The AAN issued its Position Statement: Use of Medical Marijuana for Neurologic Disorders in 2014 copy accessible here. The Position Statement concisely explains the official stand and reasoning of the AAN on legislative issues, includes background and the rationale, and references all supporting evidence. The AAN rejects anecdotal evidence which may engender public support of them, and offers its Position Statement, which calls for rigorous research to produce evidence which substantiates the safety and medical benefit of various forms of “marijuana-based products”, i.e. “marijuana and to products derived from it”. It offers it for the stated purpose to assist policymakers. The AAN described the “issue” as “The current medical marijuana legislation being passed by policymakers across the country, which promotes marijuana-based products as treatment options for various neurologic disorders, is not supported by high-level research.”
The AAN’s position statement involves two parts: (1) research and (2) benefits and safety. Regarding (1), in pertinent part, the AAN “supports all efforts to conduct rigorous research to evaluate the long-term safety and effectiveness of marijuana-based products.” Regarding (2), in pertinent part, the AAN “does not advocate for the legalization of marijuana-based products for use in neurologic disorders at this time, as further research is needed to determine the benefits and safety of such products. This is of paramount importance when marijuana-based products are used in patients with underlying neurologic disorders, or in children whose developing brains may be more vulnerable to the toxic effects of marijuana.”
The Rationale portion of the AAN position statement discusses the legal status of marijuana under Federal law and state schemes and aspects of the state laws and regulations, notes salient historical points and basic science of marijuana, and discusses issues of side-effects, safety, tolerance, and dependence from several case and clinical studies. While its position statement differentiates between smoked and non-smoked forms of marijuana-based products, and urges further research, particularly regarding non-smoked forms, the AAN states “Importantly, there is no evidence to support the use of smoked cannabis.”
American Lung Association – Lung Health & Marijuana. “For more than 110 years, the American Lung Association has led the fight for healthy lungs and healthy air.” As the leading organization working to save lives by improving lung health and preventing lung disease, it works on several strategic imperatives. Through research, education and advocacy, The American Lung Association seeks to defeat lung cancer; to improve the air we breathe; to reduce the burden of lung disease on individuals and their families; to eliminate tobacco use and tobacco-related diseases; and to accelerate fundraising and enhance organizational effectiveness to support the urgency of its mission.
The American Lung Association issued a Public Policy Position on lung health in October of 2015 electronic copy available here. Its policy principle states in pertinent part “The American Lung Association strongly supports measures to prevent lung disease, reduce the incidence and exacerbation of lung disease, improve the diagnosis and treatment of lung disease patients and increase their access to appropriate health care.” Generally, the organization supports research and programming which will support efforts to serve those ends.
Consistent with that guiding principle, the policy position states in pertinent part that “Since marijuana smoke harms lung health, the American Lung Association opposes the inhalation of smoke or aerosol of marijuana.” Regarding medical marijuana, the Association supports research into the effects, e.g. risks and any potential benefits, of medical marijuana use and lung health. And, “Medical marijuana should be subjected to the same Food and Drug Administration standards of efficacy and safety as any pharmaceutical agent promoted for purposes of alleviating the symptoms of disease.”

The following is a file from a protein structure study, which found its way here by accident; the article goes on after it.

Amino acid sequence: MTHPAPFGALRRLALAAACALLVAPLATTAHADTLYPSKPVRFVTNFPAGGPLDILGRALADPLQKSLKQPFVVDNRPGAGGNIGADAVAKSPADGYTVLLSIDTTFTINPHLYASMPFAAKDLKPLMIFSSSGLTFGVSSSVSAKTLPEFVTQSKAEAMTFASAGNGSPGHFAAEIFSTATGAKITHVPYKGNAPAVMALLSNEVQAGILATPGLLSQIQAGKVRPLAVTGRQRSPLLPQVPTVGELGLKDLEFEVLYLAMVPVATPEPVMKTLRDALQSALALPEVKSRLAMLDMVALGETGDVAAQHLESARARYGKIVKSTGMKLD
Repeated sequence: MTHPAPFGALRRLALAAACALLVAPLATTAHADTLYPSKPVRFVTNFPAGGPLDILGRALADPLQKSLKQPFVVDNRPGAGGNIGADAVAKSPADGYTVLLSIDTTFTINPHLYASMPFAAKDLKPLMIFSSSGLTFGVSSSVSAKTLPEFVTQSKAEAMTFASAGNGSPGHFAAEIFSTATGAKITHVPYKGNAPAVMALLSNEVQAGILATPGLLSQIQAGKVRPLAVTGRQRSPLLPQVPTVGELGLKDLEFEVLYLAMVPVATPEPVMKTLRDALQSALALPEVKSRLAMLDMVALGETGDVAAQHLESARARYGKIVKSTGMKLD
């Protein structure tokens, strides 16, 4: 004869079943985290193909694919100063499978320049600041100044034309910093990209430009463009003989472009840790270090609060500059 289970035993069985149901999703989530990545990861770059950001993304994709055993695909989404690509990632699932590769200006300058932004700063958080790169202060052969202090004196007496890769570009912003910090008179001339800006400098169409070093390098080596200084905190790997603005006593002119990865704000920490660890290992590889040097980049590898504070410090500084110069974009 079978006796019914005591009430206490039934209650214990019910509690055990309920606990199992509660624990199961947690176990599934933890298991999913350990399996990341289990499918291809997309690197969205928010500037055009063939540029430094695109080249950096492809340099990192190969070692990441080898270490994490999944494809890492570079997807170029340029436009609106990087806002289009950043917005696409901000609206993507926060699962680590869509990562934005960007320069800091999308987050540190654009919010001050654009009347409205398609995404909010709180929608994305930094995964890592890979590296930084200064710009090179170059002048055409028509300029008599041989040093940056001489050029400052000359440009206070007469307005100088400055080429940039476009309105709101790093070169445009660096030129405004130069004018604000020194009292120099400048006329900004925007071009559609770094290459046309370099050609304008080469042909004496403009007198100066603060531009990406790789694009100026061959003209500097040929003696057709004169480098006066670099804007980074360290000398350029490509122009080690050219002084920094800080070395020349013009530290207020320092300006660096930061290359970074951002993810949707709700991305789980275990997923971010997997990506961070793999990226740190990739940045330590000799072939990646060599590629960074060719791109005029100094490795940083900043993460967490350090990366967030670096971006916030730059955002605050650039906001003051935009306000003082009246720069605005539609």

The American Association of Family Physicians (AAFP) Position Statement – Marijuana. The AAFP, a professional organization of over 125,000 members, represents primary care physicians – family doctors AAFP webpage here. Family physicians treat the whole person. According to the AAFP webpage, family physicians conduct approximately one in five office visits annually.
The AAFP developed a marijuana policy in 1989. The current policy, updated in 2016, covers medical marijuana and recreational marijuana electronic copy available here. See a related 2015 editorial, “Effectiveness, Adverse Effects, and Safety” electronic copy available here. This piece concerns medical marijuana in the context of family physicians’ increasing need to discuss the issue with their patients, cites 18 references, and discusses clinical effectiveness of cannabinoids and the adverse effects of marijuana.
The AAFP acknowledges that support exists for the medical use of marijuana. Its position states in pertinent part “The AAFP recognizes that there is support for the medical use of marijuana but advocates that usage be based on high quality, patient-centered, evidence-based research and advocates for further studies into the use of medical marijuana and related compounds.” The organization calls for re-scheduling marijuana to facilitate high quality research, and calls for adequate funding for that research. About legalization for medical use, the AAFP’s policy states “The AAFP also recognizes that some states have passed laws approving the medical use of marijuana; the AAFP does not endorse such laws.”
The AAFP also calls for “research into the overall safety and health effects of recreational use as well as the effects of those laws on patient and societal health.” But, “The AAFP opposes the recreational use of marijuana, however supports decriminalization of the possession and personal use of marijuana.”
American Psychiatric Association – Position Statement. Self-described as “the leading psychiatric organization in the world”, the American Psychiatric Association (APA) has some 37,000 members in academic, research, and psychiatric practice from over 100 countries.
The APA published in 2013 a position statement electronic copy available here about the use of medical marijuana for the treatment of post-traumatic stress disorder (PTSD). It states in pertinent part “Because of the lack of any credible studies demonstrating clinical effectiveness, the APA cannot endorse the use of medical marijuana for the treatment of posttraumatic stress disorder (PTSD).”
See related post on Psycholawlogy: Marijuana Science and Medicine Links for Lawyers